Even so, it was worth it on a recent Monday morning to make that wretched drive so I could spend some time talking with Pee-Wee Herman about his return to the spotlight.  This January, Pee-Wee will be appearing in a brand-new stage production that will run for a full month, featuring many of the beloved characters from "Pee-Wee's Playhouse.  From January 12 to February 7, Pee-Wee and Miss Yvonne and Globey and Pterry and many more will all be taking over the stage at Club Nokia @ LA Live.  The 90-minute production will tell the story of Pee-Wee's desire to fly, and what happens when he's given one wish.  Will he use it to fulfill his own desire, or will he help his friends, who are in desperate trouble?  Original cast members like John Paragon and Lynne Marie Stewart will join new cast members like Phil Lamarr, who steps in for Lawrence Fishburne as Cowboy Curtis.

There's been a bit of controversy getting here.  Originally, the show was supposed to run at the Music Box Theater, and tickets were sold, but then cancelled.  One of the first things I wanted clarified at the press day was what happened, and the answer was fairly simple:  at the Music Box Theater, there were several other events booked to run concurrently with Pee-Wee, meaning they would have had to strike the set, clear out, then rebuild after each event.  With the technical complexity this show requires, that would have been impossible, and so they went after a venue that would let them stay standing for the entire run, and Club Nokia actively campaigned to get the show as a sort of announcement that the venue can support more than just music concerts.

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<p>Chloe Grace Moretz arrives as a fully-formed movie star by the end of her first scene as Hit Girl in 'Kick-Ass,' due in theaters in April&nbsp;</p>

Chloe Grace Moretz arrives as a fully-formed movie star by the end of her first scene as Hit Girl in 'Kick-Ass,' due in theaters in April 

Credit: Lionsgate/MARV

The M/C Review: 'Kick-Ass' really, really does

Matthew Vaughn's giddy ballet of hyperviolence sends the BNAT audience reeling

I've been lucky enough to attend all eleven Butt-Numb-A-Thon festivals in Austin, TX.  For the first ten of them, I was a contributing editor of Ain't It Cool News, the website founded by Harry Knowles, and BNAT is a combination birthday party for Harry and movie-nerd freakout that runs 24 hours straight, one film after another, a mix of vintage and premieres.

I'll be bringing you a number of reviews over the next couple of days from BNAT, although if you want, you can already read my reviews of "The Lovely Bones," Jean-Pierre Jeunet's "Micmacs," or James Cameron's "Avatar," all of which played this year.

First up, though, let's talk about this year's big winner at BNAT, and the way the screening turned from a very good screening of a very good film into the stuff of legend.  This was one of those happy accidents that I find make an event into something more than just a screening, and it's one of the things Harry has built the legend of BNAT on over the years.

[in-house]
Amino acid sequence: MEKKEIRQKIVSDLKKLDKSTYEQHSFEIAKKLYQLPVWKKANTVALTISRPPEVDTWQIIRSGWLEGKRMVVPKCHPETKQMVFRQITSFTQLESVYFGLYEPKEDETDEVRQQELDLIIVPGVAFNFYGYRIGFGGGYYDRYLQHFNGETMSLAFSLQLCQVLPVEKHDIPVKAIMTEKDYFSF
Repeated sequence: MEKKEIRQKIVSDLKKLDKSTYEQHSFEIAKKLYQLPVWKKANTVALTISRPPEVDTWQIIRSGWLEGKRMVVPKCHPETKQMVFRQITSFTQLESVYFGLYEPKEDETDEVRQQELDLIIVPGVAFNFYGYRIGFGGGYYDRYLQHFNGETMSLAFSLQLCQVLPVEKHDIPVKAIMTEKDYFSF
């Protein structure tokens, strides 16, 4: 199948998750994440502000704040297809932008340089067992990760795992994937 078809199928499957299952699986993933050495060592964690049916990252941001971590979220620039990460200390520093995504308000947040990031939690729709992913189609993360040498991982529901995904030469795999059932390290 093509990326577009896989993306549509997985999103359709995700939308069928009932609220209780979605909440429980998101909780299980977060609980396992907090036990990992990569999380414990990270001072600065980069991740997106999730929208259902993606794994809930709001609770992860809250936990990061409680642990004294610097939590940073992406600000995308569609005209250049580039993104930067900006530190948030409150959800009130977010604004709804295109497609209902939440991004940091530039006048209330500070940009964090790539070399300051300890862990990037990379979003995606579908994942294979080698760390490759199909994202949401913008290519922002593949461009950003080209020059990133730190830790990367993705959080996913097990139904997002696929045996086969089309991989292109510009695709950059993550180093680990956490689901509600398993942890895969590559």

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<p>Russell Crowe stars as the famous outlaw Robin Hood this summer for director Ridley Scott in 'Robin Hood'&nbsp;</p>

Russell Crowe stars as the famous outlaw Robin Hood this summer for director Ridley Scott in 'Robin Hood' 

Credit: Universal

Ridley Scott and Russell Crowe reteam in new 'Robin Hood' trailer

Apple has the HD premiere today

I know that we're all supposed to harumph and say we hate "Gladiator" these days, at least based on the way the fanboy nation reacts every time it's mentioned, but forget that.  I loved "Gladiator" when it came out and I still think it's one of the most acutely entertaining moments of Ridley Scott's career.

I'm also on record as being a huge fan of the director's cut of "Kingdom Of Heaven," a film that was mistreated to a disturbing extent during its theatrical run.  Fox shot themselves in the foot on that one, because the shortre theatrical cut deserved to fail... it made no sense.  The longer version, though, is powerful and impressive, and almost overwhelming during the battle scenes.

Now it's back to the well for Ridley Scott and Russell Crowe, who could probably stand to have a box-office hit, and I'll admit... I'm having a hard time working up much enthusiasm for yet another rendition of "Robin Hood."  Then again, it's all about how the story is told, and I'll admit... there are two things that have me immediately interested:  Cate Blanchett and Mark Strong.  Both of them are exciting each and every time they work, and Strong in particular is on a roll right now.

So if you're curious, check it out at Apple.com, where the trailer made its official debut today, and where you can see it in HD.  "Robin Hood" arrives in theaters May 14, 2010.

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<p>Nicolas Cage was almost Superman, and he definitely played Ghost Rider, but you'll forget both of them once you meet Big Daddy&nbsp;</p>